Description: Pyroclastic currents are described as gravity currents, and the classic conceptual model gives a first-order importance to the density of such currents. This directs quantitative models to assume specific flow structures (shallow water or equilib rium turbulent boundary layer), which may apply to restricted volcanic areas inde pendently of source dynamics or may correspond to source dynamics separate from topographic interaction. The recent introduction of two end-members of pyroclastic currents, inertial and forced, is further developed here, leading to a global conceptual model in which source dynamics and topographic interaction are both taken into account. The concept of energy facies is defined here as the ensemble of the first order indicators of pyroclastic currents (topological aspect ratio, competence ratio and emplacement temperature) that are proxies of the energy of such currents. Nine energy facies are introduced with general applicability and with the goal to globally characterize pyroclastic currents from vent to deposit.
    Description: Published
    Description: 1-11
    Description: 4V. Processi pre-eruttivi
    Description: 5V. Processi eruttivi e post-eruttivi
    Description: JCR Journal
    Keywords: Energy facies ; pyroclastic currents
    Repository Name: Istituto Nazionale di Geofisica e Vulcanologia (INGV)
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  • 20
    Publication Date: 2022-06-24
    Description: A variety of tectonic processes spread along the circum-Mediterranean orogenic belts driven by the convergence of major plates, episodes of slab retreat and lateral and vertical mantle flows. Here, we provide an updated view of crustal stress and strain-rate fields for the Albanides belt in the eastern Adria-Eurasia convergence boundary. We framed a new geodetic-based source model for the 2019 Mw6.4 Durrёs earthquake in light of the regional deformation, propending for a transpressional west-dipping seismogenic fault. Our results highlight a fault-scale complexity which mirrors the long-time scale deformation of the Albanides plate boundary, where the rotation induced by the fast Hellenic rollback is accommodated also by transpression on inherited structures.
    Description: Published
    Description: 244–252
    Description: 3T. Fisica dei terremoti e Sorgente Sismica
    Description: JCR Journal
    Repository Name: Istituto Nazionale di Geofisica e Vulcanologia (INGV)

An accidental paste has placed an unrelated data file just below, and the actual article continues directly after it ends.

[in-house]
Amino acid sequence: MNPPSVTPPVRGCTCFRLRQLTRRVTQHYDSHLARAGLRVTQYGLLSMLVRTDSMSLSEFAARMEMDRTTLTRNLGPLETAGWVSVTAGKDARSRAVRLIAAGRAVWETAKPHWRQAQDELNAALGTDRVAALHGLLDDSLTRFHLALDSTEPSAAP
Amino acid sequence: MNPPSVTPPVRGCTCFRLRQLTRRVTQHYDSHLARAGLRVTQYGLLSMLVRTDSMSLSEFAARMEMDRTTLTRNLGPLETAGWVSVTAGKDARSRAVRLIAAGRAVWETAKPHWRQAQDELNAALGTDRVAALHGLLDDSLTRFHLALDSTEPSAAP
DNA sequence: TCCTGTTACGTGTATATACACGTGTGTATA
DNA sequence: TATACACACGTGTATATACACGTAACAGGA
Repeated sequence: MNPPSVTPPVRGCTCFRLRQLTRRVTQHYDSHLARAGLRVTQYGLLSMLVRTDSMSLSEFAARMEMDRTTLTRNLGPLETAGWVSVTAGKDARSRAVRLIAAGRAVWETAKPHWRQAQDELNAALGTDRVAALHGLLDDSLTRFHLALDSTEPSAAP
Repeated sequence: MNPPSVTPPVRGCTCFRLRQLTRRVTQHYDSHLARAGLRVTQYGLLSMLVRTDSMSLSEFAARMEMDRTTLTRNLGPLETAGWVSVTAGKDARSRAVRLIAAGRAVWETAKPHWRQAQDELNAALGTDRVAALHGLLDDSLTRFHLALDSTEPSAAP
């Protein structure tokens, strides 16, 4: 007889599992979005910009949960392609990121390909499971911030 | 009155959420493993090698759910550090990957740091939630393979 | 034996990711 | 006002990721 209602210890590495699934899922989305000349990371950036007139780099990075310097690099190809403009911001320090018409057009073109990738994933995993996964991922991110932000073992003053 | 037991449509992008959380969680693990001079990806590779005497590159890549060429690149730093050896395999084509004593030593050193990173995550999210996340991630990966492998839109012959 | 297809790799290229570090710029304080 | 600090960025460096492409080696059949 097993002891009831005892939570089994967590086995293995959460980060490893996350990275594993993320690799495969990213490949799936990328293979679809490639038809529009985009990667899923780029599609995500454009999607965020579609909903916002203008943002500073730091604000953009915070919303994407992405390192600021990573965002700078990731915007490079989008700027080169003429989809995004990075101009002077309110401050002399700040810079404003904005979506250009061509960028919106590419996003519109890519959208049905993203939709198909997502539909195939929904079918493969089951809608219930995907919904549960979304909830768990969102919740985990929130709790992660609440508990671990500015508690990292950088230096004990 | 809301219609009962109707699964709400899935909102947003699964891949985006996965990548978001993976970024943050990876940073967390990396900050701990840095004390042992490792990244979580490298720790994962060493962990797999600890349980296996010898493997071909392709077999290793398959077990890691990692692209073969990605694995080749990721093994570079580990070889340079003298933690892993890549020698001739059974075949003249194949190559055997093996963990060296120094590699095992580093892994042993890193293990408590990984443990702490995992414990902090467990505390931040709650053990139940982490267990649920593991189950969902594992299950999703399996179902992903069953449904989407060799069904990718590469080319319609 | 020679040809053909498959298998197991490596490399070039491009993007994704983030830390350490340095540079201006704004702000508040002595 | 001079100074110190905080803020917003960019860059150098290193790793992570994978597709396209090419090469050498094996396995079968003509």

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  • 21
  • 22
    Publication Date: 2022-01-01
    Electronic ISSN: 2096-3955
    Topics: Geosciences , Physics
    Published by Wiley
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  • 23
  • 24
    Publication Date: 2022-01-01
    Electronic ISSN: 2096-3955
    Topics: Geosciences , Physics
    Published by Wiley
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  • 25
    Publication Date: 2022-01-01
    Electronic ISSN: 2096-3955
    Topics: Geosciences , Physics
    Published by Wiley
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  • 26
    Publication Date: 2022-01-19
    Description: Seismic event detection and phase picking are the base of many seismological workflows. In recent years, several publications demonstrated that deep learning approaches significantly outperform classical approaches and even achieve human-like performance under certain circumstances. However, as most studies differ in the datasets and exact evaluation tasks studied, it is yet unclear how the different approaches compare to each other. Furthermore, there are no systematic studies how the models perform in a cross-domain scenario, i.e., when applied to data with different characteristics. Here, we address these questions by conducting a large-scale benchmark study. We compare six previously published deep learning models on eight datasets covering local to teleseismic distances and on three tasks: event detection, phase identification and onset time picking. Furthermore, we compare the results to a classical Baer-Kradolfer picker. Overall, we observe the best performance for EQTransformer, GPD and PhaseNet, with EQTransformer having a small advantage for teleseismic data. Furthermore, we conduct a cross-domain study, in which we analyze model performance on datasets they were not trained on. We show that trained models can be transferred between regions with only mild performance degradation, but not from regional to teleseismic data or vice versa. As deep learning for detection and picking is a rapidly evolving field, we ensured extensibility of our benchmark by building our code on standardized frameworks and making it openly accessible. This allows model developers to easily compare new models or evaluate performance on new datasets, beyond those presented here. Furthermore, we make all trained models available through the SeisBench framework, giving end-users an easy way to apply these models in seismological analysis.